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Hungary's borrowing costs may rise on rating cut, budget gap

Hungary's borrowing costs may rise the most in almost three years after a credit rating downgrade, an increase in the nation's budget deficit and an interest-rate boost by the central bank. The yield on benchmark five-year bonds climbed 1.57 percentage points to 8.42% last month, the biggest increase since 2003. The jump means Hungary will pay Ft 707 million ($3.2 million) more in annual interest on notes it sells this week than in a bond auction last month. Hungary is struggling with rising interest costs as it attempts to reduce this year's record Ft 1.8 trillion budget deficit. The increase is a disappointment from last year, when demand from investors drawn to the highest yields in the European Union pushed five-year bond yields as low as 5.41% in September. “Hungary is getting punished as it should be,'' said Guillaume Salomon, a fixed-income strategist at TD Securities in London. “The market is getting increasingly frustrated by promises of an improvement in the budget, which is not coming through. Hungary is going to continue suffering.'' Concern the deficit will be wider than forecast by the government contributed to a 4.89% slump in Hungarian bonds during June, the worst among 26 debt markets tracked by JPMorgan & Co.'s Global Government Bond Plus Index. The bonds have also been hurt by a sell-off in emerging-market securities that started in May. Developing-country debt issued in local currency has tumbled 5% since hitting a high on May 10, according to JPMorgan's Emerging Local Markets Plus Index. Foreign investors own more than 40% of Hungary's Ft 6.5 trillion of bonds outstanding. The Ft 45 billion offering of 6% bonds due 2011 is the first sale of five-year debt since Standard & Poor's lowered Hungary's rating one step to BBB+ and the central bank boosted its benchmark rate for the first time in 2 1/2 years. The sale is scheduled for July 6. “The question is whether yields are high enough'' to satisfy investors, said Franz Schardax, a fund manager at Capital Invest in Vienna who cut his holdings in Hungarian debt last month. Schardax, who helps manage $490 million, doesn't plan to buy the bonds being auctioned. Demand for Hungarian debt is dwindling as concern mounts the government will miss economic targets for a fifth year.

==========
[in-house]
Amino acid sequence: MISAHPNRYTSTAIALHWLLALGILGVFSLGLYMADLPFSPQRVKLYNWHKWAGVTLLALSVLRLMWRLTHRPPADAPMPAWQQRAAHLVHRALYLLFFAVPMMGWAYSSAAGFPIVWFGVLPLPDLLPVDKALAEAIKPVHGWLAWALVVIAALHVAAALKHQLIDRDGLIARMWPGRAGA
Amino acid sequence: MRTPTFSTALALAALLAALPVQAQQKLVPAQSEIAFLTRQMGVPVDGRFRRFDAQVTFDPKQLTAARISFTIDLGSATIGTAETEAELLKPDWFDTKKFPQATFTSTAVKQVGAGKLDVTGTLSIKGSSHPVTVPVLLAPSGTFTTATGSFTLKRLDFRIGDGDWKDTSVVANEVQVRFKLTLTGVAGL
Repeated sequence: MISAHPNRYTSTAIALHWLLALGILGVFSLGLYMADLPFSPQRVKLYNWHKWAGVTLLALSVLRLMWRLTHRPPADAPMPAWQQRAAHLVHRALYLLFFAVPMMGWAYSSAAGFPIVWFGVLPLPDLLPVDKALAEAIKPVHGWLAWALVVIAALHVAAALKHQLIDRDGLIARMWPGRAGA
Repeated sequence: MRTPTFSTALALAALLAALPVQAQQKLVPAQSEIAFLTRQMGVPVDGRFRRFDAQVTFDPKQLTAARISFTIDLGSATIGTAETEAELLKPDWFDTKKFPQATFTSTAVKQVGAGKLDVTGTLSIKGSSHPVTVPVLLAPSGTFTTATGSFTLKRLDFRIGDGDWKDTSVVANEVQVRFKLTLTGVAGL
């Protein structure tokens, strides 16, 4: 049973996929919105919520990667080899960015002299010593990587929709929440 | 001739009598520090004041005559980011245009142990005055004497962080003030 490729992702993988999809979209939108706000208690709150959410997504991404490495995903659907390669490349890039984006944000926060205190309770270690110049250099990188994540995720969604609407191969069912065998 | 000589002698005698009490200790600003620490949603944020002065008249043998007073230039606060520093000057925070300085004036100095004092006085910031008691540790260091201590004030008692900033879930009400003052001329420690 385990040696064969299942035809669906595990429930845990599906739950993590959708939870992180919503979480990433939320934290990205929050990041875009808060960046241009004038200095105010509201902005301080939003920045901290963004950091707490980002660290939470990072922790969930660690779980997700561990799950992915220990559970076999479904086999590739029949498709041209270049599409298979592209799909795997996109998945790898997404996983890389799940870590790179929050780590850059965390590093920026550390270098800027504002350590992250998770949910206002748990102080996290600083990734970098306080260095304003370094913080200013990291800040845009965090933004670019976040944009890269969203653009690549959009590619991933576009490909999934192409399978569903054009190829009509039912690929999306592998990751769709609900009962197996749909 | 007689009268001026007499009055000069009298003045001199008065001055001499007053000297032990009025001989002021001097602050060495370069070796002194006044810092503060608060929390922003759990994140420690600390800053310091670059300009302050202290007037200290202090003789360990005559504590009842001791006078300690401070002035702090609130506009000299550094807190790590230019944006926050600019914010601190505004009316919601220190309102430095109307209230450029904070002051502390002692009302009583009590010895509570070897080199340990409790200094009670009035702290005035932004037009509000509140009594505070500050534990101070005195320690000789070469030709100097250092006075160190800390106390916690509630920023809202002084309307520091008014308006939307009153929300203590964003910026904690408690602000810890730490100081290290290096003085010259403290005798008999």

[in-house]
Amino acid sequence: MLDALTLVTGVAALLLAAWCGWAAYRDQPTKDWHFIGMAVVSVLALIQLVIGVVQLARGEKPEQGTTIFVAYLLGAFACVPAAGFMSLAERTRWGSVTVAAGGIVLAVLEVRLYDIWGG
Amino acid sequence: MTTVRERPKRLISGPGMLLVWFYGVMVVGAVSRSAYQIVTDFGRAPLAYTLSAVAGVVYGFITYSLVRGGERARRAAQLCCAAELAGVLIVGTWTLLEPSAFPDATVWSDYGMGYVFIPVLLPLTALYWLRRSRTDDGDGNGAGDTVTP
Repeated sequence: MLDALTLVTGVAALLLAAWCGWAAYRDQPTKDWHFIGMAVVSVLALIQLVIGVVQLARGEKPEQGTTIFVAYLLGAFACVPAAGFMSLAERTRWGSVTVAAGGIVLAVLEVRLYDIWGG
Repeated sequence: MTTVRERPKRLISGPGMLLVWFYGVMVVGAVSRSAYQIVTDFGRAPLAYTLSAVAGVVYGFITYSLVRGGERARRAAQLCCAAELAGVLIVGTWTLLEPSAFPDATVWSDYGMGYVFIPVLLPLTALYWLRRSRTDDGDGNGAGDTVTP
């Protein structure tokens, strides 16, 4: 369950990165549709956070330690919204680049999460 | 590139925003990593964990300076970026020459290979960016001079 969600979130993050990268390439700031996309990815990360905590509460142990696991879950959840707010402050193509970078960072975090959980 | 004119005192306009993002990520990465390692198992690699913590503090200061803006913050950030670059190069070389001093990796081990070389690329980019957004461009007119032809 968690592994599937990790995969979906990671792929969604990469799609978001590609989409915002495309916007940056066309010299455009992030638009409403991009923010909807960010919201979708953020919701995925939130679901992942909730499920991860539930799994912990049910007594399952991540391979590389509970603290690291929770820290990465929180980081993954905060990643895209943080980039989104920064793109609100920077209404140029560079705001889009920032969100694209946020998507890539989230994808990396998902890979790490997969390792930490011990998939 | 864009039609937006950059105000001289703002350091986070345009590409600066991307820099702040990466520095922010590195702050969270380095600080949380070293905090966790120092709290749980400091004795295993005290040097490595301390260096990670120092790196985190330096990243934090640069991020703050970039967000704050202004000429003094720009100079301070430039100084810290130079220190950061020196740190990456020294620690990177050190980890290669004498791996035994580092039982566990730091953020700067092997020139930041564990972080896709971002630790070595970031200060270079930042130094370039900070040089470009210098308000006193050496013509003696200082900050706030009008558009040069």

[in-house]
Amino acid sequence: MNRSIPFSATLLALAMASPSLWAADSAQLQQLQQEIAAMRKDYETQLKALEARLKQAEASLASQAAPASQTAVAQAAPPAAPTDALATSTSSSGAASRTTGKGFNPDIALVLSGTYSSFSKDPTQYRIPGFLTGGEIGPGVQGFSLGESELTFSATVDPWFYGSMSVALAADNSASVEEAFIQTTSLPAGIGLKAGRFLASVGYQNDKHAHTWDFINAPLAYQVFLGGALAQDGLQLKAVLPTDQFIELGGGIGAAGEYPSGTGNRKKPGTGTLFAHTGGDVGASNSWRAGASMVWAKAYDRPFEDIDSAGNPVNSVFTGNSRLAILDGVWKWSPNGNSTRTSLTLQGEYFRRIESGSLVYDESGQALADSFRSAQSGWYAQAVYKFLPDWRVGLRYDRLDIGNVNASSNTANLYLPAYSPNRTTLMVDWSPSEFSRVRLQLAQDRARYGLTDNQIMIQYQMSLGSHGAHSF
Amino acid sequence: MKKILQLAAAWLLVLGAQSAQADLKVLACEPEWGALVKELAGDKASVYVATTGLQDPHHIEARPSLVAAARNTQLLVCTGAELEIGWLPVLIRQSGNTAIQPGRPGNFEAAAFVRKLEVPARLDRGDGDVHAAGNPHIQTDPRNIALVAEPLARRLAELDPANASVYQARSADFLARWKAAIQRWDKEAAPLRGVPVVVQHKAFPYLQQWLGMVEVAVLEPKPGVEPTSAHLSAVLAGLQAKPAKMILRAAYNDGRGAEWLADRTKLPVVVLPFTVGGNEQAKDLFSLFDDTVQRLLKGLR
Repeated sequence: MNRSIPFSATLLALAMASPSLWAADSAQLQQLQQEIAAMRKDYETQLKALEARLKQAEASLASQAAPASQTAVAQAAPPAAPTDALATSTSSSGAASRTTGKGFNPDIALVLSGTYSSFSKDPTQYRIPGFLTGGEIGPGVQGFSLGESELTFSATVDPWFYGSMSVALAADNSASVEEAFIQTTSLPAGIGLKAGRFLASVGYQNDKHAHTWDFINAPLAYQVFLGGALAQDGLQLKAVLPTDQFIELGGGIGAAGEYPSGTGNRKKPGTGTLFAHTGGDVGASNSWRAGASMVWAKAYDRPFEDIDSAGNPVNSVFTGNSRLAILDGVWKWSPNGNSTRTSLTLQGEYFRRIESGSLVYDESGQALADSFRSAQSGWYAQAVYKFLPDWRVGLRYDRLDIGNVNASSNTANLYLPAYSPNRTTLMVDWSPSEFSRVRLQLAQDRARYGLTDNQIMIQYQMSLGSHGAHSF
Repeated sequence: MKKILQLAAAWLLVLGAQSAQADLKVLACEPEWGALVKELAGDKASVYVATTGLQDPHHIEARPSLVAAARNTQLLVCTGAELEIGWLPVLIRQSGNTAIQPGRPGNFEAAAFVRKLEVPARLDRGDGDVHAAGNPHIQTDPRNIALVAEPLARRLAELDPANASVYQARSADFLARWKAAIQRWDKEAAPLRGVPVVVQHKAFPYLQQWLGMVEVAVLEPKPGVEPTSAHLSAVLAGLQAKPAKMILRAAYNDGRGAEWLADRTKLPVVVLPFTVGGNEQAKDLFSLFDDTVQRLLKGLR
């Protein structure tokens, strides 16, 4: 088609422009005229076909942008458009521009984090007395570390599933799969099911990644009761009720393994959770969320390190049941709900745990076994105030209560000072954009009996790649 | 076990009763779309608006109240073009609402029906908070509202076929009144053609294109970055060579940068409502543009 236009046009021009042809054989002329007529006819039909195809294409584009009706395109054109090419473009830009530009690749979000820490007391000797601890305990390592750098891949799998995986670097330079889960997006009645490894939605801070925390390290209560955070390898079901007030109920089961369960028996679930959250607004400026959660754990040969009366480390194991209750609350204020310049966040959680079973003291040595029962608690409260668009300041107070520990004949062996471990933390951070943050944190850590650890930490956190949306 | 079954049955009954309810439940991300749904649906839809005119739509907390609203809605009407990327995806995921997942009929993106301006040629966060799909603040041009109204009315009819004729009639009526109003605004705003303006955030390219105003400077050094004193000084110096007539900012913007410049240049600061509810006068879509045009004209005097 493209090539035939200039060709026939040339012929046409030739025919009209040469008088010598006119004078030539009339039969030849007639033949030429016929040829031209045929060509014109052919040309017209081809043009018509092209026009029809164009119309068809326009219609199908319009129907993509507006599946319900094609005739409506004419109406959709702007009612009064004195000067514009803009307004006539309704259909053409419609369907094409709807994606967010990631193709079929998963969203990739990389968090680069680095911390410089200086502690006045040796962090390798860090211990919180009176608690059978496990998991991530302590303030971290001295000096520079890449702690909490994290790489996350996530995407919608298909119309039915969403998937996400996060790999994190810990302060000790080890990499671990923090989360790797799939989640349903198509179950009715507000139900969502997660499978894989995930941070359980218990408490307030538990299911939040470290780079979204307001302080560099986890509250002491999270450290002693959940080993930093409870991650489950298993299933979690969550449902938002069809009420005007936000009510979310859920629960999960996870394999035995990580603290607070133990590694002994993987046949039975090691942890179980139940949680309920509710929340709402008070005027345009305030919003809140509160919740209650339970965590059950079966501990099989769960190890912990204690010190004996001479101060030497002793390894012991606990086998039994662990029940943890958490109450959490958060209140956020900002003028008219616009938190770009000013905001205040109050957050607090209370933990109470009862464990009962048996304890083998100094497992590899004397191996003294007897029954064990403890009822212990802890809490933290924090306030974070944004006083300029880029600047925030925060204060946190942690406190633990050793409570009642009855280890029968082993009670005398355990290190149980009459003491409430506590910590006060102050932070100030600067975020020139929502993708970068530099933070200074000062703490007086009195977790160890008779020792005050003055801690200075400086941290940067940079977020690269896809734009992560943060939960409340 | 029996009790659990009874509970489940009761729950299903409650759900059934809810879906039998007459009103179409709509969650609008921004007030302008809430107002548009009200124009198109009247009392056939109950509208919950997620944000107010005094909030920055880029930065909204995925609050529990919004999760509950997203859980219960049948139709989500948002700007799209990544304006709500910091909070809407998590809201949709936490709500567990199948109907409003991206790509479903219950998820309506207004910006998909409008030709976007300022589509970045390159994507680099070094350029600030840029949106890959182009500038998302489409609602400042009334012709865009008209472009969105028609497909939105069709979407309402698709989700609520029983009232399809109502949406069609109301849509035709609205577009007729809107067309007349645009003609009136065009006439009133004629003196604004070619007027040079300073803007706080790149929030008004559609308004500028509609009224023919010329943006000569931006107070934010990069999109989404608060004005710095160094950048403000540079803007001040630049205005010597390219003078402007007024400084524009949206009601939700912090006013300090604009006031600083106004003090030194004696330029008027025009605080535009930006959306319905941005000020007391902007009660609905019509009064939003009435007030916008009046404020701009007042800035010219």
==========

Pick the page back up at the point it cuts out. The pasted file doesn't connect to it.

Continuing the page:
Investors on average have placed bids worth 1.55 times the amounts sold at five-year debt auctions this year, down from 2.39 in 2005. The finance ministry probably will fail to get enough bids to sell all the bonds, forcing it to scale back the offering for the first time since 2004, said Illés Tóth, an emerging-markets bond and currency strategist in Budapest at DZ Bank AG, Germany's sixth-biggest bank by assets. The ministry also plans to sell Ft 40 billion of 5.5% bonds due February 2016 this week. Ten-year yields have risen to 8% from 6.77% at last month's auction. Prime Minister Ferenc Gyurcsány's government announced a deficit-reduction plan on June 10 that included raising taxes, eliminating government jobs and abolishing subsidies for energy prices. Five days later, S&P cut its local-currency debt rating for Hungary to three steps above junk status, the lowest ever. S&P analysts predict the deficit will soar to 11% of gross domestic product this year, compared with the government's 8% estimate. “Cuts in spending are not high up on the government's agenda,'' Kai Stukenbrock, a credit analyst at S&P in London, said in an interview last week. “This program is not even enough to compensate for the worsening of the situation.'' Hungary will have to increase the amount it raises from forint-denominated bonds this year after the government lifted its deficit forecast to a record 1.8 trillion last month, said Schardax. The increase in Hungarian debt yields may attract some investors, said Lars Christensen, an emerging-markets strategist at Danske Bank A/S in Copenhagen. “After successive governments have disappointed, it seems that finally we have a government that's willing to do something about the fiscal deficit,'' said Christensen, who recommended buying the bonds that are being sold. “Hungary may prove to be one of the turnaround stories.'' Investors deserted emerging markets in May after the U.S. raised interest rates and on concern other central banks would follow. Sixteen central banks boosted borrowing costs last month, reducing the attractiveness of debt sold by developing countries. The 10-year bonds that are more sensitive to inflation have lost investors Ft 55.9 million for each 1 billion forint invested since interest payments began accruing in October. “Investors are going to continue to avoid Hungarian bonds,'' said Koon Chow, an emerging-markets strategist at Credit Suisse Group in London.